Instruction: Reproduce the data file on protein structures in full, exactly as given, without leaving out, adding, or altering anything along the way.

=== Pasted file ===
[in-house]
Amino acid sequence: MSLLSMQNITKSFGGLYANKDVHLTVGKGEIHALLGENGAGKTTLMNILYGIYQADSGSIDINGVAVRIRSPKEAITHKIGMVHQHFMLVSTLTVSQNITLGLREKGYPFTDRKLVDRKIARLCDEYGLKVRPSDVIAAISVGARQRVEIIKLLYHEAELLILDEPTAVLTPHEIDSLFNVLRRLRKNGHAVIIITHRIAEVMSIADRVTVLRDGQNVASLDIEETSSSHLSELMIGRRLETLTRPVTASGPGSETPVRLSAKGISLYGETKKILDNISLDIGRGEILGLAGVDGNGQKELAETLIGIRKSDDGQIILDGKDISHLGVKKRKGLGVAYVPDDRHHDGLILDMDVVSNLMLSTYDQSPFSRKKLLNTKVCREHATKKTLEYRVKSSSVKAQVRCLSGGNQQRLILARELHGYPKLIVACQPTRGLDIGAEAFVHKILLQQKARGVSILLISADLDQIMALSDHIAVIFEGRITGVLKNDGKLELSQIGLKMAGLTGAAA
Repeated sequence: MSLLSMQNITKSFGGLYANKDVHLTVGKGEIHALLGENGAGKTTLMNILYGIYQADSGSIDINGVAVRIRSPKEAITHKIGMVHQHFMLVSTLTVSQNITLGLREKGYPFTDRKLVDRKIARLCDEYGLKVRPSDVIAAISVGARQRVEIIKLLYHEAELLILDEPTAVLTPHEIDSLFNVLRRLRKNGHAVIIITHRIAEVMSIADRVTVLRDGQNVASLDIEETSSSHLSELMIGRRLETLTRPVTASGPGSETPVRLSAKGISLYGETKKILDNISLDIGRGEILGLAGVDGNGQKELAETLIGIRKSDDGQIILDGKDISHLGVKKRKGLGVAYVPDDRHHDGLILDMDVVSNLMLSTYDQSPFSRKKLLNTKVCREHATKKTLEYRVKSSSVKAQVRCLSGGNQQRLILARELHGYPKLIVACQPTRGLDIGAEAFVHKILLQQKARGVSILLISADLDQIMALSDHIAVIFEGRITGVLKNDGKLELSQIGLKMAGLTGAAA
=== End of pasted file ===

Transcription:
[in-house]
Amino acid sequence: MSLLSMQNITKSFGGLYANKDVHLTVGKGEIHALLGENGAGKTTLMNILYGIYQADSGSIDINGVAVRIRSPKEAITHKIGMVHQHFMLVSTLTVSQNITLGLREKGYPFTDRKLVDRKIARLCDEYGLKVRPSDVIAAISVGARQRVEIIKLLYHEAELLILDEPTAVLTPHEIDSLFNVLRRLRKNGHAVIIITHRIAEVMSIADRVTVLRDGQNVASLDIEETSSSHLSELMIGRRLETLTRPVTASGPGSETPVRLSAKGISLYGETKKILDNISLDIGRGEILGLAGVDGNGQKELAETLIGIRKSDDGQIILDGKDISHLGVKKRKGLGVAYVPDDRHHDGLILDMDVVSNLMLSTYDQSPFSRKKLLNTKVCREHATKKTLEYRVKSSSVKAQVRCLSGGNQQRLILARELHGYPKLIVACQPTRGLDIGAEAFVHKILLQQKARGVSILLISADLDQIMALSDHIAVIFEGRITGVLKNDGKLELSQIGLKMAGLTGAAA
Repeated sequence: MSLLSMQNITKSFGGLYANKDVHLTVGKGEIHALLGENGAGKTTLMNILYGIYQADSGSIDINGVAVRIRSPKEAITHKIGMVHQHFMLVSTLTVSQNITLGLREKGYPFTDRKLVDRKIARLCDEYGLKVRPSDVIAAISVGARQRVEIIKLLYHEAELLILDEPTAVLTPHEIDSLFNVLRRLRKNGHAVIIITHRIAEVMSIADRVTVLRDGQNVASLDIEETSSSHLSELMIGRRLETLTRPVTASGPGSETPVRLSAKGISLYGETKKILDNISLDIGRGEILGLAGVDGNGQKELAETLIGIRKSDDGQIILDGKDISHLGVKKRKGLGVAYVPDDRHHDGLILDMDVVSNLMLSTYDQSPFSRKKLLNTKVCREHATKKTLEYRVKSSSVKAQVRCLSGGNQQRLILARELHGYPKLIVACQPTRGLDIGAEAFVHKILLQQKARGVSILLISADLDQIMALSDHIAVIFEGRITGVLKNDGKLELSQIGLKMAGLTGAAA